5/27/1199, John crowned king of England.

1203, William presented gifts through two charters to the abbey of Andres.

1204, William constable of Dover castle.

1204, Many English lands were lost to King Philip Augustus in Normandy. [This was a key reason many barons were unhappy with King John. King John compensated many barons with lands in England.]

4/19/1206, King John granted William de Fienes “such plenary seisin of the manor of Martok, Somerset, as his mother Siby had.”

3/15/1207, Warrant to the sheriffs of two counties to give William possession of the lands his mother Sibyl “gave up before us in our court” and to allow her a reasonable provision.

10/1207, Charter of William de Fiennes, … of Faramus de Tingry, confirming the donation to the abbey of Saint-Josse the Dark made by his grandfather in 1171. … with the noble Pharamus Tingry my grandfather, the agreement Sibille my mother, … I confirm to the brand my own seal and sign of my own hand for this … Anges wife of William de Finnes noble. (S) Charte de Faramus de Boulogne.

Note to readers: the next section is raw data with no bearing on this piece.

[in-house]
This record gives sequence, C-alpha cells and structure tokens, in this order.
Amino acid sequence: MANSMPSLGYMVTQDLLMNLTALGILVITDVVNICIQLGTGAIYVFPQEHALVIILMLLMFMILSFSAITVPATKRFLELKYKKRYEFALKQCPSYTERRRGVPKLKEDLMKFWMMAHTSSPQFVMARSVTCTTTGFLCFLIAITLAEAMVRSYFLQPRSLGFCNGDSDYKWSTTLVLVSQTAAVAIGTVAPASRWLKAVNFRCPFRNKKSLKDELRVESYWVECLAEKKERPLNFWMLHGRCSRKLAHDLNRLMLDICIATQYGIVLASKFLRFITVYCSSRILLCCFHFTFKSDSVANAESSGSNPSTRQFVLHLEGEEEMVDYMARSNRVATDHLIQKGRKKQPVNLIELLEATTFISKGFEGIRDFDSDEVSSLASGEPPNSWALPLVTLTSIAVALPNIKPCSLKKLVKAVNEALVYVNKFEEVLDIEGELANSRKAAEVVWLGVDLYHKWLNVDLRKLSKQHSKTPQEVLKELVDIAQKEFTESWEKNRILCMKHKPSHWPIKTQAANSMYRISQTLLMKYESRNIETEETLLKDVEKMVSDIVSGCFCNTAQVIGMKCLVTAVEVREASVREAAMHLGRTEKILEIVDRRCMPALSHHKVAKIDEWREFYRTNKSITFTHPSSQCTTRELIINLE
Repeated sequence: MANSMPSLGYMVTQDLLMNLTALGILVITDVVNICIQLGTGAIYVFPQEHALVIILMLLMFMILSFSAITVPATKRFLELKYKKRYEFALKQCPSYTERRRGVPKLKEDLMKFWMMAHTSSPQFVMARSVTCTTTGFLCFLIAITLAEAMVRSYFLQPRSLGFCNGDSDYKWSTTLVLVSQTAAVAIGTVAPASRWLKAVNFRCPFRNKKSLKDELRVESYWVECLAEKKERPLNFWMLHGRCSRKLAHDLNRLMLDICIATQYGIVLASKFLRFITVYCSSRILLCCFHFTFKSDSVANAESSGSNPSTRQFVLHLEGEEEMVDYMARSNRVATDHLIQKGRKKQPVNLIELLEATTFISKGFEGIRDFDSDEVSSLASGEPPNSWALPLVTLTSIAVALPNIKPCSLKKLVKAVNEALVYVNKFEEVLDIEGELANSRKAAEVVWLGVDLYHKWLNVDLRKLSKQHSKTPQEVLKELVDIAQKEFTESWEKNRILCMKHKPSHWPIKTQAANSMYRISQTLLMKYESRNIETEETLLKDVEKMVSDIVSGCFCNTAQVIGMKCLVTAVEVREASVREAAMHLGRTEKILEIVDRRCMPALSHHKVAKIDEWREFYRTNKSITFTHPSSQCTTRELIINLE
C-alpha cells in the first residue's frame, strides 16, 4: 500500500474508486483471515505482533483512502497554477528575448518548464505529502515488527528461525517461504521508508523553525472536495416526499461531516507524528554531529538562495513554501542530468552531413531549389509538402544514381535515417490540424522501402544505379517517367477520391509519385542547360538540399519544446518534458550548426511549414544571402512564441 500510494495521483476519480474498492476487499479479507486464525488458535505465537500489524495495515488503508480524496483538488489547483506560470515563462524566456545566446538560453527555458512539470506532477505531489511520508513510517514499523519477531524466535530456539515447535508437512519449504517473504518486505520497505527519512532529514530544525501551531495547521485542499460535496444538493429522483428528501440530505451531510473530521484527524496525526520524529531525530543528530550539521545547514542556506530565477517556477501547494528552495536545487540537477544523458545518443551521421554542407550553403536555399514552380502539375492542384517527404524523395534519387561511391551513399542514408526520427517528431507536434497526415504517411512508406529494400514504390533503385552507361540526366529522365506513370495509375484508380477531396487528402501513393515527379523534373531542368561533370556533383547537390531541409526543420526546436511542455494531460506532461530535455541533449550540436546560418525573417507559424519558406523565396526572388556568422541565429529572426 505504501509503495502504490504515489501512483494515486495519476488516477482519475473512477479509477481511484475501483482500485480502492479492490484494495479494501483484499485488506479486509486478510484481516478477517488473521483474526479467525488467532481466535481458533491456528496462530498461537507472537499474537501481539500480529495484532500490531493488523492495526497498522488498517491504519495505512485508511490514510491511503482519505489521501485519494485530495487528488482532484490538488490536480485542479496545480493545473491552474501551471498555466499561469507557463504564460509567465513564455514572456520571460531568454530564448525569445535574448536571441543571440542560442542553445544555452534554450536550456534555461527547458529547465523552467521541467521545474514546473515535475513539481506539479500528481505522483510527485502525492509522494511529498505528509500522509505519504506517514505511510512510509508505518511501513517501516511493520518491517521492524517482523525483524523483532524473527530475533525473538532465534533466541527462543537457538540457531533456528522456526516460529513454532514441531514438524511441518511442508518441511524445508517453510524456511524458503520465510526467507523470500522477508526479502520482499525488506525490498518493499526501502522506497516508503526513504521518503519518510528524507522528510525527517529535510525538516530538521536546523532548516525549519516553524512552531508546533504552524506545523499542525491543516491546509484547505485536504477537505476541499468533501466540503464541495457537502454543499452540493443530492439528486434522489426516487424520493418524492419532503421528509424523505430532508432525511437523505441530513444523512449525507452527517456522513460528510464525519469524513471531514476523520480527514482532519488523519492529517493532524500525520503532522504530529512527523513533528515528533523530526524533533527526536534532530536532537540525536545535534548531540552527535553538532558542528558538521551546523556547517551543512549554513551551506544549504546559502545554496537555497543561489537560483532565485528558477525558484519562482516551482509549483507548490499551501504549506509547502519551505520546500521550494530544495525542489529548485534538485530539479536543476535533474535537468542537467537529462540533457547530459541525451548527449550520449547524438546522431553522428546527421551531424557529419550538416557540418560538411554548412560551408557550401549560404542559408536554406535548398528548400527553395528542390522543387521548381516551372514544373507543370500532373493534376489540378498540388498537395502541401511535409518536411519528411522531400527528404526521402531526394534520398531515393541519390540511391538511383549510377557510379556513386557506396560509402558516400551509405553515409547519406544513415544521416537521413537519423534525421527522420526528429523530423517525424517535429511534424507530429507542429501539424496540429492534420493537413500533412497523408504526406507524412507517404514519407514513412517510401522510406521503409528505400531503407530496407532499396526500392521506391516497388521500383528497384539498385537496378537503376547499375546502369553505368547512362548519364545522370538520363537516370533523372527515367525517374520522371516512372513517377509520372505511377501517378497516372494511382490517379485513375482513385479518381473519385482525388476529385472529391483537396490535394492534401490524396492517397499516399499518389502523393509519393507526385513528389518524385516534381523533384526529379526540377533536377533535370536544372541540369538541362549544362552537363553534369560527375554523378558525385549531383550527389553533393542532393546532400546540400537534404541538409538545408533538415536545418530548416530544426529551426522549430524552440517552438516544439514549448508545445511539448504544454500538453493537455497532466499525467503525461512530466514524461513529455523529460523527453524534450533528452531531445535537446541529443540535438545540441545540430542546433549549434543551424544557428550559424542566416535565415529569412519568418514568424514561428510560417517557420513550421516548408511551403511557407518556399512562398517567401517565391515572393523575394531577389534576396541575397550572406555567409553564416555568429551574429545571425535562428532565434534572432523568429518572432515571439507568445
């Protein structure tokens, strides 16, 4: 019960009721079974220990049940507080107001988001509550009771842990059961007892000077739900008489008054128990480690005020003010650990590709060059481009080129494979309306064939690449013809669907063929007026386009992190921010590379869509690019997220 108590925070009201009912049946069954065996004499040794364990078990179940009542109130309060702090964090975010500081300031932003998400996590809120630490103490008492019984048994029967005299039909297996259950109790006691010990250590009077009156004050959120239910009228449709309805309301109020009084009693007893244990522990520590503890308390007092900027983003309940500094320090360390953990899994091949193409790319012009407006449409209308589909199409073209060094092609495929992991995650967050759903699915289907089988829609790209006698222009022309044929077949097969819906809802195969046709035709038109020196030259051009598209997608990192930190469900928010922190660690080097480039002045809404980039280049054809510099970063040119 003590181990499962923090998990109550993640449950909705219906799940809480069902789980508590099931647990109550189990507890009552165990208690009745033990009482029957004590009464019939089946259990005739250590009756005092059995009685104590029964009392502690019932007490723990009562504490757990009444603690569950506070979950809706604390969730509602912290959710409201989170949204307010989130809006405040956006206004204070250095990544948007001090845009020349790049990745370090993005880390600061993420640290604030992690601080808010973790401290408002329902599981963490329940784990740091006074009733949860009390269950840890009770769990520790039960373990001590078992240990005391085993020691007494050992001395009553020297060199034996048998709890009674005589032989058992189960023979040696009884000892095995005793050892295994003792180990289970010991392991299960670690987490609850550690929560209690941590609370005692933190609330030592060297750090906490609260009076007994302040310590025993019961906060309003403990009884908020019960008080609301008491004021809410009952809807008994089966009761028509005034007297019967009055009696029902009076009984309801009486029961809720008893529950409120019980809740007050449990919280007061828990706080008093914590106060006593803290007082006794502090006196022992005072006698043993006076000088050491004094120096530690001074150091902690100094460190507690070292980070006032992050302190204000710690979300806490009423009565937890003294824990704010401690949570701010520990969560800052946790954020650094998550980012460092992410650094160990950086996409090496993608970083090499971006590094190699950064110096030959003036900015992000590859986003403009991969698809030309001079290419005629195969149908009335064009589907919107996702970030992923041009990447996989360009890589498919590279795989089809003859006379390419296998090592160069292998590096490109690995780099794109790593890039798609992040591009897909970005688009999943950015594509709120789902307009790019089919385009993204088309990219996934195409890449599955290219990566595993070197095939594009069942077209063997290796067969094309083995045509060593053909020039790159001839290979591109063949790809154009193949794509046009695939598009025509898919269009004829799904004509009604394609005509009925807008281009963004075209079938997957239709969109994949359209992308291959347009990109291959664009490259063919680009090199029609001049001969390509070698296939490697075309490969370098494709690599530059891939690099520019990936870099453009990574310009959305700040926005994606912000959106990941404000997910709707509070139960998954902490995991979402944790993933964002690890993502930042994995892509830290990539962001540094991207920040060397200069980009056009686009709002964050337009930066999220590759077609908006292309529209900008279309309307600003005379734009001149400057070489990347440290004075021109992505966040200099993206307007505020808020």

1212, William held the manor of Mortok, Somerset in chief of the king.

1212, Agnes and two of her sons were given as pledges of fidelity by Reginald Dammartin [Anges’ brother], earl of Boulogne, when rendering homage and fealty to King John of England.

1214-16, William de Fynes joined the barons in revolt against King John. (S) A New England Family, Graves, 1930, P42.

1215-16, King John gave Hubert de Burgh constableship of Dover castle, saying that it was not consistent that a foreigner who owed allegiance to another sovereign should hold the principal castle of the kingdom.

5/20/1216, Prince Louis of France crossed to England in 10 warships, with 1200 knight and 900 troops. Louis quickly captured all the Cinque Ports except Dover, held by Hubert de Burgh. Louis captured the town of Lincoln, but not the castle. William de Fiennes did homage to Prince Louis. [Many English barons supported Prince Louis hoping to have their Normandy possessions restored.]

6/14/1216, Prince Louis captured Winchester, and controlled half of England.